He is the recipient of numerous accolades for his work to improve health services delivery, quality of life, resource utilization, and costs throughout the cancer continuum, including the National Cancer Institute of Canada Dorothy Lamont Award, the Novartis Oncology Young Canadian Investigator Mentor Award, the Multinational Association of Supportive Care in Cancer Investigator Award, and several merit awards from the American Society of Clinical Oncology. He has secured over 15 million dollars in grant funding.
Dr. Cheung’s primary research interest is discovering and operationalizing new methods of cancer care delivery, including implementing strategies to improve the efficacy and real world effectiveness of diagnostic and therapeutic interventions. His projects focus on understanding the interplay of various patient, physician, and system level factors as well as innovative models of care that drive practice patterns in the real world setting and learning how processes can be modified to better inform care, especially for vulnerable segments of the population (e.g. immigrants, those with low socioeconomic status, and older patients). The overarching goal of his work is to ensure that cancer care is appropriately accessed and provided to all patients. To date, he has published over 200 peer-reviewed manuscripts.
Dr. Manraj Kaur, PT, PhD (Student & New Professional Representative)
Manraj Kaur is a Canadian Institutes of Health Research’s postdoctoral fellow at the Patient-Reported Outcomes, Value and Experience (PROVE) Center, Brigham and Women’s Hospital and is cross-appointed at Harvard Medical School, Boston, United States. Her value-based healthcare-relevant research focuses on breast cancer programs using methods of decision science and economic evaluation, including preference assessment. For her doctoral thesis, Manraj completed the development of a preference-based instrument for assessing healthcare interventions in women diagnosed with breast cancer (BREAST-Q Utility module). During her postdoctoral fellowship, she will assess the psychometric properties of the Utility module and develop preference weights. Dr Kaur is also interested in understanding and measuring the impact of cancer diagnosis and treatment interventions on the health-related quality of life using patient-reported outcome instruments using modern psychometric methods.
Ms. Valerie McDonald, MSW (Patient & Family Representative)
Valerie McDonald earned her MSW from the University of Toronto and currently works as a free-lance writer and editor. Valerie’s interest in cancer is deeply personal. Within a five year period, her eldest daughter was treated for Burkitt’s Lymphoma, her mother died of lung cancer, and her second daughter died after relapsing on treatment for Acute Lymphoblastic Leukemia. She has volunteered in many capacities in the health care sector since 1996 to promote family and patient partnerships and to advocate for more effective palliative care. As a writer and researcher, Ms. McDonald worked on initiatives led by the Centre for Effective Practice for the Ontario Ministry of Health, CAMH, and Cancer Care Ontario. She has developed family resources for the Canadian Cancer Society and Canadian Virtual Hospice. She served as patient member on CADTH’s pan-Canadian Oncology Drug Review Expert Review Committee (pERC) for six years.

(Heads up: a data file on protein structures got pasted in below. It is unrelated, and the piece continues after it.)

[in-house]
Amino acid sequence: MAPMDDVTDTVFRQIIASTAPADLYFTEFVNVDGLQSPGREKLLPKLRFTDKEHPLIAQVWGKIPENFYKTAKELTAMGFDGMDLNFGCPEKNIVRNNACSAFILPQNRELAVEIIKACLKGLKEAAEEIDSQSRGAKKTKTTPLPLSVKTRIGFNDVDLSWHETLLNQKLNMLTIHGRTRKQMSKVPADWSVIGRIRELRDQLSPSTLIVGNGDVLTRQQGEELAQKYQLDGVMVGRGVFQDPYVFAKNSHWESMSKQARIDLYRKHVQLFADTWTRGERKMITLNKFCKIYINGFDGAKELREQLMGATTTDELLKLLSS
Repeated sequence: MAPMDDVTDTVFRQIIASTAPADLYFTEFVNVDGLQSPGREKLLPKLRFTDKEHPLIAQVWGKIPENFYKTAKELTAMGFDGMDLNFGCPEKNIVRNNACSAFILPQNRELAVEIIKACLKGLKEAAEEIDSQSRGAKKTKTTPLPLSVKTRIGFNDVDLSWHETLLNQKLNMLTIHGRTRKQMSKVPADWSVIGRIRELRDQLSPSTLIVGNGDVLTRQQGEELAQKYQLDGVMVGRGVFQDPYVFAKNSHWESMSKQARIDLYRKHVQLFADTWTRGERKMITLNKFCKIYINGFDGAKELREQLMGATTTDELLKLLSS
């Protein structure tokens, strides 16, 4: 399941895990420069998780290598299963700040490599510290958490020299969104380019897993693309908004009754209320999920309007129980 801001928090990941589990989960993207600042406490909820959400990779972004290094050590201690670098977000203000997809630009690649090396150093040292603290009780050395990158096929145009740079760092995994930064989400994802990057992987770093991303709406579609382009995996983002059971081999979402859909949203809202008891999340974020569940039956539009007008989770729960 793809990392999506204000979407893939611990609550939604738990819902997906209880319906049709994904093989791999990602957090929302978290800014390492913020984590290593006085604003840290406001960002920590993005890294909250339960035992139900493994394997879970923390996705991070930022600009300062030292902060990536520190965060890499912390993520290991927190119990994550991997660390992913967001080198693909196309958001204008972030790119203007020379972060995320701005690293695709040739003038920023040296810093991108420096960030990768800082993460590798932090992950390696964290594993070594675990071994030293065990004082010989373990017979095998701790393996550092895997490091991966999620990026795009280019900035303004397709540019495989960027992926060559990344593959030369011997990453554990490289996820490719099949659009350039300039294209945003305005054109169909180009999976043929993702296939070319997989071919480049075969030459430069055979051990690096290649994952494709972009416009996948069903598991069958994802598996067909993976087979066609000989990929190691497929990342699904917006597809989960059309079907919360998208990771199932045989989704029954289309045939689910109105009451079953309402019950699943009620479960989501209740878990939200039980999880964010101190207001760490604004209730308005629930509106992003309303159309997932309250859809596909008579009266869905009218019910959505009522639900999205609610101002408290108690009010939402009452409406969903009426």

Dr. Rebecca Mercer, PhD (ARCC Network Manager)
Rebecca Mercer is the Network Manager for the Canadian Centre for Applied Research in Cancer Control (ARCC). Rebecca works as a Research Lead with Ontario Health, under the Provincial Drug Reimbursement Programs. She has significant experience with knowledge translation, and an interest in facilitating information transfer among stakeholders. Rebecca received her PhD in Medical Genetics from the University of Alberta in 2012, and also holds an Honours BSc in Biomedical Sciences from the University of Guelph.
Dr. Stuart Peacock, DPhil - (ARCC Co-Director)
Stuart Peacock holds the Leslie Diamond Chair in Cancer Survivorship and is a Professor in the Faculty of Health Sciences, Simon Fraser University. He is currently Co-Director of the Canadian Centre for Applied Research in Cancer Control (ARCC). ARCC is a pan-Canadian research centre providing interdisciplinary leadership in health economics, services, policy and ethics research. Stuart is also a Distinguished Scientist in Cancer Control Research at the BC Cancer Agency, a member of the Board of Directors of the Canadian Agency for Drugs and Technologies in Health, and past President of the International Society on Priorities in Health Care. He has held university positions in Canada, Australia and the UK. Over the past 20 years, Stuart’s main research interests have focused on research into developing more effective cancer services, making health system funding decisions fairer and more transparent, and improving the quality of life of cancer patients and survivors.